Interannotator Agreement for Chunking Tasks Like Named Entities and Phrases

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From the Emailbox

Krishna writes,

I have a question about using the chunking evaluation class for inter annotation agreement : how can you use it when the annotators might have missing chunks I.e., if one of the files contains more chunks than the other.

The answer’s not immediately obvious because the usual application of interannotator agreement statistics is to classification tasks (including things like part-of-speech tagging) that have a fixed number of items being annotated.

Chunker Evaluation

The chunker evaluations built into LingPipe calculate the usual of precision and recall measures (see below). These evaluations compare a set of response chunkings to a set of reference chunkings. Usually the reference is drawn from a gold-standard corpus and the response from an automated system built to do chunking.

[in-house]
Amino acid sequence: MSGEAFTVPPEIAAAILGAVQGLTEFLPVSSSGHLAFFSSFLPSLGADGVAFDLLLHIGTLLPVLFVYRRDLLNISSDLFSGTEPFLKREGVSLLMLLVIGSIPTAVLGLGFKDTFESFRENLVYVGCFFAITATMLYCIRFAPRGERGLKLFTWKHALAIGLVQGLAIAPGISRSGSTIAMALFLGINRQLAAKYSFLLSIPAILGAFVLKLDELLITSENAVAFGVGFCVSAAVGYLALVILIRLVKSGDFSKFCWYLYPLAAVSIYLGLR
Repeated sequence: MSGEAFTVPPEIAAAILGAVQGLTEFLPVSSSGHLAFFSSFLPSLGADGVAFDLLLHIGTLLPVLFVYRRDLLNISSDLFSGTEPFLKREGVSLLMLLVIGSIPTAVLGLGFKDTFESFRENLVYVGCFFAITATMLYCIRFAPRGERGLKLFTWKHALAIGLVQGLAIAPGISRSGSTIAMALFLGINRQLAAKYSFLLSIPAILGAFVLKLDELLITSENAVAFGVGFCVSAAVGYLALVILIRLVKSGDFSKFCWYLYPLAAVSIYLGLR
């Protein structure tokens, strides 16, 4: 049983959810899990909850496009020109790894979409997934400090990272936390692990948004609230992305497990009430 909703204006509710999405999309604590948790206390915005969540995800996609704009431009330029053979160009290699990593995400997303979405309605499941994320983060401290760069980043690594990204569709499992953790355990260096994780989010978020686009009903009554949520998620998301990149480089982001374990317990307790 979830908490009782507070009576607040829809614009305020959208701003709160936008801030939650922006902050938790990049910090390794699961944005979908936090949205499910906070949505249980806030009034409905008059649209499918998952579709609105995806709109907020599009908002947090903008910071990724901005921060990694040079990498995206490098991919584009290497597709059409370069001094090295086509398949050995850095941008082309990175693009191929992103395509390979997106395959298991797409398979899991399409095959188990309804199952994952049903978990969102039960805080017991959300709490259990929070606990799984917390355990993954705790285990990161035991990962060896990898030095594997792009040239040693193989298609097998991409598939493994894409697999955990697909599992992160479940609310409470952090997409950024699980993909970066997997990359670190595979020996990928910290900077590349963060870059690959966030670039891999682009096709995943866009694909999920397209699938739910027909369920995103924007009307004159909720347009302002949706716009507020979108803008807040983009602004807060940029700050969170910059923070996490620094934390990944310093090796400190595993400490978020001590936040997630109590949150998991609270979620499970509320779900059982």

Precision (aka positive predictive accuracy) measures the proportion of chunks in the response that are also in the reference. Recall (aka sensitivity) measures the proportion of chunks in the reference that are in the response. If we swap the reference and response chunkings, we swap precision and recall.

True negatives aren’t really being counted here — theoretically there are a huge number of them — any possible span with any possible tag could have been labeled. LingPipe just sets the true negative count to zero, and as a result, specificity (TN/[TN+FP]) doesn’t make sense.

Interannotator Agreement

Suppose you have chunkings from two human annotators. Just treat one as the reference and one as the response and run a chunking evaluation. The precision and recall values will tell you which annotator returned more chunkings. For instance, if precision is .95 and recall .75, you know that the annotator assigned as the reference chunking had a whole bunch of chunks the other annotator didn’t think were chunks, but most of the chunks found by the response annotator were also chunks of the reference annotator.

You can use F-measure as an overall single-number score.

The base metrics are all explained in

and their application to chunking in

Examples of running chunker evaluations can be found in

LingPipe Annotation Tool

If you’re annotating entity data, you might be interested in our learn-a-little, tag-a-little tool.

Now that Mitzi’s brought it up to compatibility with LingPipe 4, we should move citationEntities out of the sandbox and into a tutorial.

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